5. Oxidative Dissolution of UO2 in a Simulated Groundwater Containing...

    Broader source: All U.S. Department of Energy (DOE) Office Webpages (Extended Search)

    under oxic conditions. Field and laboratory studies have implicated iron sulfide minerals as redox buffers or oxidant scavengers that may slow oxidation of reduced U(VI) solid...

  6. UO Annual Report 2011 Page 1 2011 Annual Report

    E-Print Network [OSTI]

    . CONDITIONS NOT MET Student Performance Criteria SPC 9: Non-Western Traditions progress to ensure that we are meeting 2009 SPC A. 9. Historical Traditions and Global Culture. SPC 13: Human Diversity The visiting team report states

  7. UoS PhD Studentship! A University of Sheffield PhD studentship within the framework of Project

    E-Print Network [OSTI]

    Dixon, Peter

    Sunshine is available, held jointly at the Solar Physics and Space Plasma Research Centre (SP2 RC), School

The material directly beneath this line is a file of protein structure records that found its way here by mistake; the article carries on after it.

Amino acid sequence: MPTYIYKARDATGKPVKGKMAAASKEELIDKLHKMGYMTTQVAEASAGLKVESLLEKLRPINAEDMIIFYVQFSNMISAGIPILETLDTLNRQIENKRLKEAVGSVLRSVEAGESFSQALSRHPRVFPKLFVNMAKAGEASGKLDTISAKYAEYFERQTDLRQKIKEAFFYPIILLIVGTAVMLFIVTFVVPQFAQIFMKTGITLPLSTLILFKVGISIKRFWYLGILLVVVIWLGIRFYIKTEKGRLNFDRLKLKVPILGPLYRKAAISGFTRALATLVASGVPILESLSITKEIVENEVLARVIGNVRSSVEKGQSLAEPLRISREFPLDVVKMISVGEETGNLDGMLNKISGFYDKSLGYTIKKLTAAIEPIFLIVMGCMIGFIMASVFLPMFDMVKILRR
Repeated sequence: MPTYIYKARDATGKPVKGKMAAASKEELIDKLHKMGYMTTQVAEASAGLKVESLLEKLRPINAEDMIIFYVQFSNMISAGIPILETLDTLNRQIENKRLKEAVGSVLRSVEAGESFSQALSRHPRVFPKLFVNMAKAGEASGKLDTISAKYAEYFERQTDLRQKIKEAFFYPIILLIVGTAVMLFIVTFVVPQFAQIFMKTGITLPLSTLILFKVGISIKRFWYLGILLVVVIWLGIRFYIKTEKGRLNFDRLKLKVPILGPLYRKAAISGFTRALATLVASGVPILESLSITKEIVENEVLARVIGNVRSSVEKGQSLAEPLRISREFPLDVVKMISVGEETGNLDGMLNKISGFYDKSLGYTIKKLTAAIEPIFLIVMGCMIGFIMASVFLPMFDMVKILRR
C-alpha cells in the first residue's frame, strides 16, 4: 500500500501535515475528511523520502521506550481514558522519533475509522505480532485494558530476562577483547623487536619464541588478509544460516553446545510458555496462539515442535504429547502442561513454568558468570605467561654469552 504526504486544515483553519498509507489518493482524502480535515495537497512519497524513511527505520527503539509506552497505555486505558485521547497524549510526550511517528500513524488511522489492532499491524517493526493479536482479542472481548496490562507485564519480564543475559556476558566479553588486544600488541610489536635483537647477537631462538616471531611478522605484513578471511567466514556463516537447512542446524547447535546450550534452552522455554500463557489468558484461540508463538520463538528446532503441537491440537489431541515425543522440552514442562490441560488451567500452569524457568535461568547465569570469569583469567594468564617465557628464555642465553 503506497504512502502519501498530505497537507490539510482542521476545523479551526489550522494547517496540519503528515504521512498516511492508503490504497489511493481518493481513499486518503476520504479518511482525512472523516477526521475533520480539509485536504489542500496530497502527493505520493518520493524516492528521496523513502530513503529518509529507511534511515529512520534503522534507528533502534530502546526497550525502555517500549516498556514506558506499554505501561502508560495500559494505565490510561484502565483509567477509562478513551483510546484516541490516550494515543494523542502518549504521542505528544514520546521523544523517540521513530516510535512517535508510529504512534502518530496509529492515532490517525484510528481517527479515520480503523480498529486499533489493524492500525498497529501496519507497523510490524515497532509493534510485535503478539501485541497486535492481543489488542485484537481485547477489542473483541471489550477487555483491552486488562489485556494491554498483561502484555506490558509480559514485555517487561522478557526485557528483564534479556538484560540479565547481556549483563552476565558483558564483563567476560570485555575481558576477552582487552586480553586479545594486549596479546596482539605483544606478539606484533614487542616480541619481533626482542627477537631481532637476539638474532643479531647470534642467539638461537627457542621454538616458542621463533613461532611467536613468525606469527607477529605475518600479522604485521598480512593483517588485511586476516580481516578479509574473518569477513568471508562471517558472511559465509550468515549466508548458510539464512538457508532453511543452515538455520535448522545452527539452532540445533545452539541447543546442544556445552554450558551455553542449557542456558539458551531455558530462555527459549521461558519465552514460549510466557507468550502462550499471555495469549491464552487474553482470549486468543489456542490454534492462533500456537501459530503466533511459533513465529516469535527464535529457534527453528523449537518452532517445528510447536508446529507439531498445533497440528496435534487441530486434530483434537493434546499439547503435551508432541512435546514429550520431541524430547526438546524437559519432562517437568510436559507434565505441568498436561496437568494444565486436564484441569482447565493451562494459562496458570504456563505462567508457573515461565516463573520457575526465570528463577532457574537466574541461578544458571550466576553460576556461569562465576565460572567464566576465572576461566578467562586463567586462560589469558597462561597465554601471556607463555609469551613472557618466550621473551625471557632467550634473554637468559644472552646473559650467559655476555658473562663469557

8. Lattice anisotropy, electronic and chemical structures of uranyl carbonate, UO2CO3, from

    E-Print Network [OSTI]

    Boyer, Edmond

    localization function mapping, oxygen atoms are found to preferentially bind with uranium for one sublattice Binary and ternary uranium natural and synthetic compounds are known and characterized (mainly X the electron band structure, the equation of state (EOS) as well as the properties of chemi- cal bonding

  9. A brief history of the PUREX and UO{sub 3} facilities

    SciTech Connect (OSTI)

    Gerber, M.S.

    1993-11-01T23:59:59.000Z